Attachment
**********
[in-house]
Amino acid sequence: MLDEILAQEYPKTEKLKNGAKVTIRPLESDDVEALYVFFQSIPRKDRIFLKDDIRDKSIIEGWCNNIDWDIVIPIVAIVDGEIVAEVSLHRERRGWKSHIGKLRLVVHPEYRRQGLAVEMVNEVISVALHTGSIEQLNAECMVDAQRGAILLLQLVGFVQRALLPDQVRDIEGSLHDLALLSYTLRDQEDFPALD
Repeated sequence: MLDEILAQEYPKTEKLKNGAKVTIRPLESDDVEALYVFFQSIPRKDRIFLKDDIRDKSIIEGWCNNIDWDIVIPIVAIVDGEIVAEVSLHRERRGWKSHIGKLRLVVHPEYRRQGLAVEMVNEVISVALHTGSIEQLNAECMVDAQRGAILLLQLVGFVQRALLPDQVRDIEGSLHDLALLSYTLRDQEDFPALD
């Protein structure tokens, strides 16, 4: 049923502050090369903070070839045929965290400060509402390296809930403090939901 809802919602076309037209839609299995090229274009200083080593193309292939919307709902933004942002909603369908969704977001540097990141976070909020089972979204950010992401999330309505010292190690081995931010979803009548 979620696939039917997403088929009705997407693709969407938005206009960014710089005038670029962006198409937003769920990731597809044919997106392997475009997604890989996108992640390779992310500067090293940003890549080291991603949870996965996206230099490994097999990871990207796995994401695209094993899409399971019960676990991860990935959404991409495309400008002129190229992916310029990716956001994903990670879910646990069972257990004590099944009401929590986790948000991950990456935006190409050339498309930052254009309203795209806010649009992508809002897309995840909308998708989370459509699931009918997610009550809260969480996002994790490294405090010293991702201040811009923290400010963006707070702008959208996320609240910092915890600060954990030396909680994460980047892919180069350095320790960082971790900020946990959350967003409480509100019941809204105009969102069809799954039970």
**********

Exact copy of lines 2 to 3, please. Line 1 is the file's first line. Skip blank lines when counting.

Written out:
Amino acid sequence: MLDEILAQEYPKTEKLKNGAKVTIRPLESDDVEALYVFFQSIPRKDRIFLKDDIRDKSIIEGWCNNIDWDIVIPIVAIVDGEIVAEVSLHRERRGWKSHIGKLRLVVHPEYRRQGLAVEMVNEVISVALHTGSIEQLNAECMVDAQRGAILLLQLVGFVQRALLPDQVRDIEGSLHDLALLSYTLRDQEDFPALD
Repeated sequence: MLDEILAQEYPKTEKLKNGAKVTIRPLESDDVEALYVFFQSIPRKDRIFLKDDIRDKSIIEGWCNNIDWDIVIPIVAIVDGEIVAEVSLHRERRGWKSHIGKLRLVVHPEYRRQGLAVEMVNEVISVALHTGSIEQLNAECMVDAQRGAILLLQLVGFVQRALLPDQVRDIEGSLHDLALLSYTLRDQEDFPALD